In some cases, there are alternatives to shipping coffee biomass large distances in order to reprocess it as a fuel. At its Joure plant in the Netherlands, Jacobs Douwe Egberts (JDE) has been drying its used grounds and then using them directly as fuel for a biomass boiler, rather than sending them to landfill. Over a three-year period, JDE claims to have avoided generating 14,000 tonnes of CO2, said to represent a saving of 70% on annual emissions.
But as in so many areas, alleged savings on CO2 emissions are a fiercely-contested battleground, when it comes to end-uses for SCG. So, bio-bean argues that, as well as creating an 80% saving on emissions in comparison with landfill, its technology is responsible for a 70% emissions saving when compared with anaerobic digestion.
This third-party assessment takes into account the entire cycle “through to the point Coffee Logs are burned, inclusive of road miles, processing, briquette manufacture and use,” says Folkerts.
At the UK’s Anaerobic Digestion and Bioresources Association (ADBA), policy and market analyst Dr Nick Primmer says he is “very sceptical of this bold claim”. He maintains that SCG yields relatively high volumes of biogas. “In fact, coffee grounds are particularly well-suited to anaerobic digestion, as they don’t require pre-treatment and are rich in lipids.”
Primmer concedes that, as is the case with anaerobic digestion, reprocessing into briquettes will prevent emissions from rotting waste, but he contends: “Anaerobic digestion is the most efficient means of processing organic waste, yielding the highest renewable energy output.” He adds that the UK’s Waste & Resources Action Programme (WRAP) has recommended anaerobic digestion to government as the optimal recycling process for all organic wastes.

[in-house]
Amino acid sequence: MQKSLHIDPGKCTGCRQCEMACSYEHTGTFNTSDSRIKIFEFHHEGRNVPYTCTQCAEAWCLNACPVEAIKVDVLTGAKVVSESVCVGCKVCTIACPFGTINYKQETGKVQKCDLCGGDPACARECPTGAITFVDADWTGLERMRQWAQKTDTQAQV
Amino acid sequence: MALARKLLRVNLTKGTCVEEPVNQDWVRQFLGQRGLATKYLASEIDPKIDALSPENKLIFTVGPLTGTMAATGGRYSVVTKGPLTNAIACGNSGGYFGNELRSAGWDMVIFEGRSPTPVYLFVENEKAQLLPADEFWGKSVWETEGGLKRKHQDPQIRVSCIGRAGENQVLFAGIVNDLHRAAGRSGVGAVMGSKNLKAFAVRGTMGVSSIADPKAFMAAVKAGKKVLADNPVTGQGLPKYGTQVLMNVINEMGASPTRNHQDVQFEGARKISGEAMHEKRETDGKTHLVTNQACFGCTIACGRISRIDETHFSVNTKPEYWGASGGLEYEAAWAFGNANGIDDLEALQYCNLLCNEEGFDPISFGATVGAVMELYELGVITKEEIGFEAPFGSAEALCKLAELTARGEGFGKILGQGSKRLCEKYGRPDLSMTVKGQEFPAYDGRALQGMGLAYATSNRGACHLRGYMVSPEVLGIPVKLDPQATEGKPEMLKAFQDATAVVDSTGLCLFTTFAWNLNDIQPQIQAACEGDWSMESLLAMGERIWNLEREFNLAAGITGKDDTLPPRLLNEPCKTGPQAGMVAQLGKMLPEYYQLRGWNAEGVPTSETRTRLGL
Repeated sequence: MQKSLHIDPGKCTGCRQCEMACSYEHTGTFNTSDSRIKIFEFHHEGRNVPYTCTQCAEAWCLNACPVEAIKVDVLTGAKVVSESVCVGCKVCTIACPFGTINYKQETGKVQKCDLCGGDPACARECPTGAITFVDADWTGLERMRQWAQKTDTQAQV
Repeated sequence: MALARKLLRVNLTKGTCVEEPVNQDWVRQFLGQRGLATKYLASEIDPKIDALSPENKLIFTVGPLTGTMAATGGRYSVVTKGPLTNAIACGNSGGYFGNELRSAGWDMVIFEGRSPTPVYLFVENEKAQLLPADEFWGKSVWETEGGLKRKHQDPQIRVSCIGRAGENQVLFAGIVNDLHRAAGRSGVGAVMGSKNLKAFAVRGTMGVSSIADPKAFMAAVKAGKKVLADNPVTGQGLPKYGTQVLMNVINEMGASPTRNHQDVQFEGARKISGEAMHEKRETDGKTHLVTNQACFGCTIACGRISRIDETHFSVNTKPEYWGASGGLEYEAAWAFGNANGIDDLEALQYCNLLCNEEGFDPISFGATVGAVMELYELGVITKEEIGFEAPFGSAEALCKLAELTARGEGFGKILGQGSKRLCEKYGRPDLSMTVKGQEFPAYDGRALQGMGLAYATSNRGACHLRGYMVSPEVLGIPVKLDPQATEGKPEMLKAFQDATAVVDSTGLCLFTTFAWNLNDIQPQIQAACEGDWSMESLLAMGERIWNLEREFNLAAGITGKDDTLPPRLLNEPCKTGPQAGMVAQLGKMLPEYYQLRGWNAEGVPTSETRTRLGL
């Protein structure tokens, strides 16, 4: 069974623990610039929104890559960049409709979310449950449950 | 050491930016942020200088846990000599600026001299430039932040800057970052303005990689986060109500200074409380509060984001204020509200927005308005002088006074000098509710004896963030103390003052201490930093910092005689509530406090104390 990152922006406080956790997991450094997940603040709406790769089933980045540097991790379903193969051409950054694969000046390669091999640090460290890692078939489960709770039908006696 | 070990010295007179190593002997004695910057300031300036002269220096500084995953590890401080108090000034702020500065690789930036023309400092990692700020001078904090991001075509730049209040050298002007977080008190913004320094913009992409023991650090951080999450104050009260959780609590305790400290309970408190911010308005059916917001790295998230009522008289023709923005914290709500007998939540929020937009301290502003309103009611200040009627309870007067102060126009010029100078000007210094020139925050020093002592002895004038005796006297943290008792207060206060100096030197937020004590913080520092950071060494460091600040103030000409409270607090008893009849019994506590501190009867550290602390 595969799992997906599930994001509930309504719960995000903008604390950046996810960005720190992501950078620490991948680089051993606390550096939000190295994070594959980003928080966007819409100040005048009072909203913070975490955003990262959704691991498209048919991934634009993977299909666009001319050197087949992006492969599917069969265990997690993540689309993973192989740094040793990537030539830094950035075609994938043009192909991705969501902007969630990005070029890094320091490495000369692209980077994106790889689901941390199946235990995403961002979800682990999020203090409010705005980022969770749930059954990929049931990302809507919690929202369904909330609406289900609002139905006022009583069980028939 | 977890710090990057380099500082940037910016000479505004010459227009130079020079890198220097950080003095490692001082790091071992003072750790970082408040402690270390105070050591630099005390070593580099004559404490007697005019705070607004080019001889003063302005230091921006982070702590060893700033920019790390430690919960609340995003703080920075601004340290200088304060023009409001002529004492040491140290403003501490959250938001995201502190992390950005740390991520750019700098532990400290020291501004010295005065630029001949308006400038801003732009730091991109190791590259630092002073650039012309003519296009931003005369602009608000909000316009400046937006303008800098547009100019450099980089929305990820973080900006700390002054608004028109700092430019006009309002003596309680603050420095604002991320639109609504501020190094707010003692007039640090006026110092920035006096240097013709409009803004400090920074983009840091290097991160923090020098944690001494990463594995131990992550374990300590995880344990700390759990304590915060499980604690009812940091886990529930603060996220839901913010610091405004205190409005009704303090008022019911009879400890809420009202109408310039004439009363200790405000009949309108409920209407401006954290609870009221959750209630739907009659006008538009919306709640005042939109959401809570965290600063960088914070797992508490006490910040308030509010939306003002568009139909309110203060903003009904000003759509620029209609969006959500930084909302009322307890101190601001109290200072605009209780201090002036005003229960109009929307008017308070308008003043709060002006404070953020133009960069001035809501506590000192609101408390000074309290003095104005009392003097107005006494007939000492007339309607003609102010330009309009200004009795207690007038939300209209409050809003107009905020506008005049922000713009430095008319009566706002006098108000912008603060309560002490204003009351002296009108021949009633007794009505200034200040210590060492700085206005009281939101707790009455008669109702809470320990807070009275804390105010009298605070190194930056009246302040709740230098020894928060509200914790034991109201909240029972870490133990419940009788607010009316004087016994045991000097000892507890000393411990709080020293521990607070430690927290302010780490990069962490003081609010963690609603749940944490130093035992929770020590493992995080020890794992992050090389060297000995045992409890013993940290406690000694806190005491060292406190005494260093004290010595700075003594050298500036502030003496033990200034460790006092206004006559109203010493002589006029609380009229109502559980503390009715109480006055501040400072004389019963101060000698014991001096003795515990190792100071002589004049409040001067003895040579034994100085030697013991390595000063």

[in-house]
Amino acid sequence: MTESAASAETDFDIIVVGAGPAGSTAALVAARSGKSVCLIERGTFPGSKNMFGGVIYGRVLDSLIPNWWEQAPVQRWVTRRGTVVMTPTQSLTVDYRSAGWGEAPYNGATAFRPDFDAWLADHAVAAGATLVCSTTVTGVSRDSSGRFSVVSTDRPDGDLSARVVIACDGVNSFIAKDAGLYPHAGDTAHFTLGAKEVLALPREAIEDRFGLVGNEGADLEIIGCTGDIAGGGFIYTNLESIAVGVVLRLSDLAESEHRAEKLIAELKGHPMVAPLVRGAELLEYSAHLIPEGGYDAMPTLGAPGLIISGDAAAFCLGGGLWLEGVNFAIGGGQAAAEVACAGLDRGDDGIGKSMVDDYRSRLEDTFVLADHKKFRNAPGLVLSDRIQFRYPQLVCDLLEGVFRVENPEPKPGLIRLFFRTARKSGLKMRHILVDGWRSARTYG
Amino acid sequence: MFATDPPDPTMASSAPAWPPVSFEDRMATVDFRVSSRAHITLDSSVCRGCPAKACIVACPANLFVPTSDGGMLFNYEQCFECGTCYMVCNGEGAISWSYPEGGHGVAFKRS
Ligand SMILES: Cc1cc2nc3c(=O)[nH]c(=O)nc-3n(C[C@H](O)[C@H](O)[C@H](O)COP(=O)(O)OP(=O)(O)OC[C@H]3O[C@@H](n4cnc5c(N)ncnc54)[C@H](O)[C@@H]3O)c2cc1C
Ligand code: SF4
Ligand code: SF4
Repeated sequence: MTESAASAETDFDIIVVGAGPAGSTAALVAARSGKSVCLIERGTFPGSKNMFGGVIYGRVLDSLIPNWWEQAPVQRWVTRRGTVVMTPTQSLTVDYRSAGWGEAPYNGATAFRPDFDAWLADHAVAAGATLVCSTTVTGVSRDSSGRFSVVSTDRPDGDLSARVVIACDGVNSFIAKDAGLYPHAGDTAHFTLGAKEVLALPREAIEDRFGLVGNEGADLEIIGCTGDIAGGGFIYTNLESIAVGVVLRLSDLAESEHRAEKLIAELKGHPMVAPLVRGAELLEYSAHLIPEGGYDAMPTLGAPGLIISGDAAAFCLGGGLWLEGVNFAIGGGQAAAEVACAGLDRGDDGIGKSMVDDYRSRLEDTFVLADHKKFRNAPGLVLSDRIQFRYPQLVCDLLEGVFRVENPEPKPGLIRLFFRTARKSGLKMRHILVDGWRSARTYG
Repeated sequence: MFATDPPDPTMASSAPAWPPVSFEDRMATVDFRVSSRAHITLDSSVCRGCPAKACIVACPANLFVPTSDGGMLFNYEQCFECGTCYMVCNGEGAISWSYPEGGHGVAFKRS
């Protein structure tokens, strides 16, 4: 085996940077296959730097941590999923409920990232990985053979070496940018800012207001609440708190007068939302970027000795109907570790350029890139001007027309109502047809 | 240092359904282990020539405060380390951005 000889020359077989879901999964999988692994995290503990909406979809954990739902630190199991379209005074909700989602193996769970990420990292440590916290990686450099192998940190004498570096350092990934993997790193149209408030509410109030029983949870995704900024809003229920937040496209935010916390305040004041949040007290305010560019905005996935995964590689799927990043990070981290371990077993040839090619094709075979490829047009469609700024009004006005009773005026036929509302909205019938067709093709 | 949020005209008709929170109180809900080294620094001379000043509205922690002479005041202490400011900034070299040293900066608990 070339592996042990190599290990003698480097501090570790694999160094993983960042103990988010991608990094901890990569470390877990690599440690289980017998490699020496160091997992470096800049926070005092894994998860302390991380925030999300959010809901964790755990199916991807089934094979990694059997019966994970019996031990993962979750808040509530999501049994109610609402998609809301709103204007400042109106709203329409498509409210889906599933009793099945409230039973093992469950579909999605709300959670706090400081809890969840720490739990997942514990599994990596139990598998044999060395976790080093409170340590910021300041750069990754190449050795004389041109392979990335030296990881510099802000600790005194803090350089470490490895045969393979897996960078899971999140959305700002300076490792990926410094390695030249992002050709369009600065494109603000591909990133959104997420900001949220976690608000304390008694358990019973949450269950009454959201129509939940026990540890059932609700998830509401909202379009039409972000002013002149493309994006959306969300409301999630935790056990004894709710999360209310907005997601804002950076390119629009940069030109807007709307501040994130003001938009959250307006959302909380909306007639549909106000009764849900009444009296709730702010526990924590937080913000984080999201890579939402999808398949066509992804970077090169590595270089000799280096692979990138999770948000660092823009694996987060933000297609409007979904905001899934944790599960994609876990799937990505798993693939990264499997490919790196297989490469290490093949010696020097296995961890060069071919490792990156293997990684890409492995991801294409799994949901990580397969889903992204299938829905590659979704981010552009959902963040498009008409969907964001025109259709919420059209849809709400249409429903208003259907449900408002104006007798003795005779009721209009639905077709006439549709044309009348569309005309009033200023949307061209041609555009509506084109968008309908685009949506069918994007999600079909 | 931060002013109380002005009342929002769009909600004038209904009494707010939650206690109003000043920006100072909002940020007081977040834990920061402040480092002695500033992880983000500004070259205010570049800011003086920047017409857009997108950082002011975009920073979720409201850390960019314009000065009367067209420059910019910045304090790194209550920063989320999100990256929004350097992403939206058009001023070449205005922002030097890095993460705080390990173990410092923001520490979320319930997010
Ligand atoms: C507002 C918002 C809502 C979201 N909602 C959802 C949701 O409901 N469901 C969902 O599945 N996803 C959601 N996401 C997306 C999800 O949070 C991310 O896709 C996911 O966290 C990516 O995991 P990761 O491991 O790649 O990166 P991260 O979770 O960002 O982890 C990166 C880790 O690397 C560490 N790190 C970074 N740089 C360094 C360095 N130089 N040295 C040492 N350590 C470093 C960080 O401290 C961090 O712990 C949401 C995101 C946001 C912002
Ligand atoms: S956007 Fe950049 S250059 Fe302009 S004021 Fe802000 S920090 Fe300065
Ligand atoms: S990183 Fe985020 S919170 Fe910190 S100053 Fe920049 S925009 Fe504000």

Coffee grounds to coffee cups
Not all those recycling used coffee grounds obsess over carbon footprint. In Berlin, Germany, Kaffeeform has for the past five years been producing and selling a range of coffee cups all containing a 40% proportion of SCG. Head of communications Anika Paulus does not see this in terms of competing alternatives. “Each idea, initiative and solution to reuse so-called ‘waste materials’ is great,” she tells F&FT.
As a small, independent brand with just five employees, Kaffeeform has not yet stuck its toe in the water of lifecycle analysis (LCA).
“We work with selected partners that share our values, when it comes to retailers but also to corporate companies which want a branded version of our cups,” she says.
Paulus calculates that, in the five years of the company’s existence it has turned the waste from some 750,000 coffee shots (or around 14,250kg of grounds) into more than 150,000 cups. An additional five years or so went into the research and trials that preceded the setting up of the business, she explains.